Flores Hawk-eagle (Nisaetus floris) is found in Indonesia, on the islands of Flores, Sumbawa and Lombok as well as on two satellite islands, Satonda near Sumbawa and Rinca near Flores (Gjershaug et al. 2004). The species has also occurred on Komodo, with an individual photographed on a mangrove islet less than 800 m offshore in 2011 (Coates and Bishop 1997, Collaerts et al. 2013). It has recently been discovered on Alor and is apparently present throughout the island (Collaerts et al. 2013). A record from Paloe (Verheijen 1961) has not been confirmed. Its population size has been estimated at fewer than 100 pairs, based on the extent of suitable habitat and a territory size estimate of c. 40 km2 (Gjershaug et al. 2004), although it is estimated that at least 20 additional pairs inhabit Alor (Collaerts et al. 2013). The lack of records obtained during fieldwork within its range suggest it occurs at low densities, supporting this population estimate. Population trends are not known, but it is assumed to be declining owing to on-going forest loss in the Lesser Sundas.
This species has an extremely small population that is undergoing a continuing and very rapid decline as a result of habitat clearance, and as a consequence it is listed as Critically Endangered.
On the basis of distances between three neighbouring territories, the species’s territory size was estimated at c. 40km2. Given that it is primarily dependent on forest, this implies that the total population size for the species is probably less than 100 pairs or 200 mature individuals. In addition at least 20 pairs have been estimated to occur on the island of Alor, representing another 40 mature individuals. It is estimated at 100-240 mature individuals, roughly equivalent to 150-360 individuals in total.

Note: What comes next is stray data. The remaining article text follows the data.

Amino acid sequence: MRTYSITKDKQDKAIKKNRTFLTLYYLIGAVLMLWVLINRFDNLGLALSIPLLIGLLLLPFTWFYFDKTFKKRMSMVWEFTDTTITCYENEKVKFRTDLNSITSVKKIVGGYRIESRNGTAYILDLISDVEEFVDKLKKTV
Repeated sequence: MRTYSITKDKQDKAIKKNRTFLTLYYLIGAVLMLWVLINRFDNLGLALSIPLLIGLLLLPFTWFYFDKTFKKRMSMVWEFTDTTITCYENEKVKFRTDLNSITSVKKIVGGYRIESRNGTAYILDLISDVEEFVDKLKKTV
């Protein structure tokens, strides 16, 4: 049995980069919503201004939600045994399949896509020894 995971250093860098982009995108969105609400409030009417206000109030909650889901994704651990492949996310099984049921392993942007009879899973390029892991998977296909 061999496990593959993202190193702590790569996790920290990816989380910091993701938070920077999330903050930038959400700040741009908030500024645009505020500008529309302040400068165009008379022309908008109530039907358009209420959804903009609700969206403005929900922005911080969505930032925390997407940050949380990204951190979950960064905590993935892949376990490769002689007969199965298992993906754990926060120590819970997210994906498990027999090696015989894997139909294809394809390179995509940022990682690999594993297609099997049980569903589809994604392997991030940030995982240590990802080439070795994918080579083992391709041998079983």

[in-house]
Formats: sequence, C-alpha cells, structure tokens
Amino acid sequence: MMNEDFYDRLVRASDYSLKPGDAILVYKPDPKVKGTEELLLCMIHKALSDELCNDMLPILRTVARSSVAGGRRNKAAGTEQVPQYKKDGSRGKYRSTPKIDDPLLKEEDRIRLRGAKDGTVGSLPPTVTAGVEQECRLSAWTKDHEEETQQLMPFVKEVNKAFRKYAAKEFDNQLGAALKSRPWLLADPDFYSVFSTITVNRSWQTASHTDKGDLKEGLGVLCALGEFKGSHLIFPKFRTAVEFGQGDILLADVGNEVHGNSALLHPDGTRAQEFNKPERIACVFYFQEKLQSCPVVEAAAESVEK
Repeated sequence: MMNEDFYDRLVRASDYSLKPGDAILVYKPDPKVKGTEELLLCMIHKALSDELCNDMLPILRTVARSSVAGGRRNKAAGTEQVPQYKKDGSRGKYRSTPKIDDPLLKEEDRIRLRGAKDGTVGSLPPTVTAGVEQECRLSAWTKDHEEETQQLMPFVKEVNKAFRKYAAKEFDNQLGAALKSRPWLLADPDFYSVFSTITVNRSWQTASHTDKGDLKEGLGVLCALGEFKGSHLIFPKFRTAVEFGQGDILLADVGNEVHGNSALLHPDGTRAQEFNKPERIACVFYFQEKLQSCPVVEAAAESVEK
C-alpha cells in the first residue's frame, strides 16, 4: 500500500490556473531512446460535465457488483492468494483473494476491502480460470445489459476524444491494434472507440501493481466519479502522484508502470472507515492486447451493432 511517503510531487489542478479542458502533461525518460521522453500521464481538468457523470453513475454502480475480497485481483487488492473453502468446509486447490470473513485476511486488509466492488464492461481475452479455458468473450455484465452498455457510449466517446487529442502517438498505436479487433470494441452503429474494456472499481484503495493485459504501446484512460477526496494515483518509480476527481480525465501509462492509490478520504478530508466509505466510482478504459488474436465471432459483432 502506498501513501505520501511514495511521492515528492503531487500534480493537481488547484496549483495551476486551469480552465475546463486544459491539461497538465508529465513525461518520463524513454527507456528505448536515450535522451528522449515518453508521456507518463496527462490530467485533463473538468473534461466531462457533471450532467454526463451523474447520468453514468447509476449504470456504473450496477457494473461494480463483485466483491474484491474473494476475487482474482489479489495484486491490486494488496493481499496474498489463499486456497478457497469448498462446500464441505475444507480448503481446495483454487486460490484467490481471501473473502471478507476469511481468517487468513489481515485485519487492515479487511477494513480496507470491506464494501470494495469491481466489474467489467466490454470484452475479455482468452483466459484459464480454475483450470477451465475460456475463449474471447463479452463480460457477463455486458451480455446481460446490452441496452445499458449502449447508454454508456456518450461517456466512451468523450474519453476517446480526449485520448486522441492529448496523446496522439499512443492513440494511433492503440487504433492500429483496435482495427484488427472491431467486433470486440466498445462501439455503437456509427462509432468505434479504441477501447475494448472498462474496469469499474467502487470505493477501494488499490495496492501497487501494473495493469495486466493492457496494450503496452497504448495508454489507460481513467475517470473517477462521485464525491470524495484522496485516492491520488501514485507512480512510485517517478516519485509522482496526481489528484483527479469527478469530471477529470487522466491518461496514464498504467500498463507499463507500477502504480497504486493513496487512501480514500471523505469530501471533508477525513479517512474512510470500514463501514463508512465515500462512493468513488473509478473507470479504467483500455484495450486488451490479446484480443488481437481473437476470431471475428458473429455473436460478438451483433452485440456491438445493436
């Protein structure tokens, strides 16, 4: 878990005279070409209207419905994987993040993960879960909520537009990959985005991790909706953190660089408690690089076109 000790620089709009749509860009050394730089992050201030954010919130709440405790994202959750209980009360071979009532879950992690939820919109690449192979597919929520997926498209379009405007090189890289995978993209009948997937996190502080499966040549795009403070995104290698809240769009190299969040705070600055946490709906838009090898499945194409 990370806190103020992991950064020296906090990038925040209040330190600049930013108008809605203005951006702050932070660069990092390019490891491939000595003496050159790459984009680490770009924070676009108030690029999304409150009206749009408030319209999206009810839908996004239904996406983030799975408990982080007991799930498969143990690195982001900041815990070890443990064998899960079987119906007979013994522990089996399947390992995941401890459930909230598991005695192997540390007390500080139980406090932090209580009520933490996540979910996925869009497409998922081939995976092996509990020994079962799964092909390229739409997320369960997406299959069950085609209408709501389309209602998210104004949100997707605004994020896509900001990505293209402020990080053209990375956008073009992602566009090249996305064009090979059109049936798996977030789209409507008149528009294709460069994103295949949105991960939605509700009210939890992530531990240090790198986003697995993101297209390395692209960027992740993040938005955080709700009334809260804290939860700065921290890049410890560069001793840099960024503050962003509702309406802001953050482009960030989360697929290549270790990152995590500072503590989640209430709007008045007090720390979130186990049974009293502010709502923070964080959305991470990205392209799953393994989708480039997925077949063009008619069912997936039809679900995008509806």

No empirical data are available, but deforestation and persecution are likely to be causing an on-going decline. Given the species’s longevity scaled over the past three generations it has almost certainly experienced a very rapid decline.
It is found in lowland and submontane forest up to 1,600 m, with the majority of observations being made in lowland rainforest. It has been sighted over cultivated areas, but always close to intact or semi-intact forest; these records may relate to dispersing, immature or floater individuals rather than breeding adults. These records of birds outside core habitat suggest that the species may be able to disperse across the relatively narrow straits between islands so mixing between island sub-populations is inferred. Evidence suggests that breeding takes place during the dry season. Display flight and copulation have been observed on Flores in June-July. A territory size of 40 km2 per pair has been estimated (Gjershaug et al. 2004).
Habitat degradation and destruction are the most important threats; records are infrequent and it has rarely been recorded during trips to several large forest tracts suggesting extreme low density and casting some doubt on the assertion that it may be able to survive in a partly cultivated landscape. Protected areas in its range are currently too small to ensure its long-term survival. Persecution, due to its habit of preying on chickens, is another threat. In April 2014 an individual was shot in central Alor and the reason given was because the birds take chickens (Verbelen 2014). Capture for the cagebird trade is also a threat.